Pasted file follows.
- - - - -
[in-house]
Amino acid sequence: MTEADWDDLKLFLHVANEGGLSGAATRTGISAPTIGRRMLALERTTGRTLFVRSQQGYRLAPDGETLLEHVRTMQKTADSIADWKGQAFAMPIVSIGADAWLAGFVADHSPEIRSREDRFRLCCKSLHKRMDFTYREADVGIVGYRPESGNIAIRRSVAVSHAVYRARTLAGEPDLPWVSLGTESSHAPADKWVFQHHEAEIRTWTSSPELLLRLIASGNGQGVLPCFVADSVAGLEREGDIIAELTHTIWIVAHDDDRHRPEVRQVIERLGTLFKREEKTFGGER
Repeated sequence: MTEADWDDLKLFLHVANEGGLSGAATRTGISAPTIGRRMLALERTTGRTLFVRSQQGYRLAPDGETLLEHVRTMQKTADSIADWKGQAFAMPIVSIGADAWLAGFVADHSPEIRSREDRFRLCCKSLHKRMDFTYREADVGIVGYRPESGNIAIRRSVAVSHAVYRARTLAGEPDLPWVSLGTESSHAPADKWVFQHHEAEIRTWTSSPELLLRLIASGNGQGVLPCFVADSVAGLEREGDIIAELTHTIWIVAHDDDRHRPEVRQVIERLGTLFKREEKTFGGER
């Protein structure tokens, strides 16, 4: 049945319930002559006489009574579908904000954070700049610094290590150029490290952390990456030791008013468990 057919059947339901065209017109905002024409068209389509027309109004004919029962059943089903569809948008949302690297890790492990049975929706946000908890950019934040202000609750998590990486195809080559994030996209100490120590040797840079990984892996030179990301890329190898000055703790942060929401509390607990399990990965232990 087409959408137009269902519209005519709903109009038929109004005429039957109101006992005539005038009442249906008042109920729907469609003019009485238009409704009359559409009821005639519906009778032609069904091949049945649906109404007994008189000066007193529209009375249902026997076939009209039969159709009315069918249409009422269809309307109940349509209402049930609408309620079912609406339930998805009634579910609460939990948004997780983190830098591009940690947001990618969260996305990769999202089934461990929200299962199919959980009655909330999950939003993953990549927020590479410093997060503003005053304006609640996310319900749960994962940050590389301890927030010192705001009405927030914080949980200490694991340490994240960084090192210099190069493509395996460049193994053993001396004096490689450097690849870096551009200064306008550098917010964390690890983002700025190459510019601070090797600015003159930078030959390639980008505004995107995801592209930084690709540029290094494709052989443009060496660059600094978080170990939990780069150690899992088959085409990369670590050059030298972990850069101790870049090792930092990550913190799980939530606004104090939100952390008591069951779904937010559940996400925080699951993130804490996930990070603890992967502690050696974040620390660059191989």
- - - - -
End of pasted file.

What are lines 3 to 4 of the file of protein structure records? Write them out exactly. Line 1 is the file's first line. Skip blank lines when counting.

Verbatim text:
Repeated sequence: MTEADWDDLKLFLHVANEGGLSGAATRTGISAPTIGRRMLALERTTGRTLFVRSQQGYRLAPDGETLLEHVRTMQKTADSIADWKGQAFAMPIVSIGADAWLAGFVADHSPEIRSREDRFRLCCKSLHKRMDFTYREADVGIVGYRPESGNIAIRRSVAVSHAVYRARTLAGEPDLPWVSLGTESSHAPADKWVFQHHEAEIRTWTSSPELLLRLIASGNGQGVLPCFVADSVAGLEREGDIIAELTHTIWIVAHDDDRHRPEVRQVIERLGTLFKREEKTFGGER
């Protein structure tokens, strides 16, 4: 049945319930002559006489009574579908904000954070700049610094290590150029490290952390990456030791008013468990 057919059947339901065209017109905002024409068209389509027309109004004919029962059943089903569809948008949302690297890790492990049975929706946000908890950019934040202000609750998590990486195809080559994030996209100490120590040797840079990984892996030179990301890329190898000055703790942060929401509390607990399990990965232990 087409959408137009269902519209005519709903109009038929109004005429039957109101006992005539005038009442249906008042109920729907469609003019009485238009409704009359559409009821005639519906009778032609069904091949049945649906109404007994008189000066007193529209009375249902026997076939009209039969159709009315069918249409009422269809309307109940349509209402049930609408309620079912609406339930998805009634579910609460939990948004997780983190830098591009940690947001990618969260996305990769999202089934461990929200299962199919959980009655909330999950939003993953990549927020590479410093997060503003005053304006609640996310319900749960994962940050590389301890927030010192705001009405927030914080949980200490694991340490994240960084090192210099190069493509395996460049193994053993001396004096490689450097690849870096551009200064306008550098917010964390690890983002700025190459510019601070090797600015003159930078030959390639980008505004995107995801592209930084690709540029290094494709052989443009060496660059600094978080170990939990780069150690899992088959085409990369670590050059030298972990850069101790870049090792930092990550913190799980939530606004104090939100952390008591069951779904937010559940996400925080699951993130804490996930990070603890992967502690050696974040620390660059191989």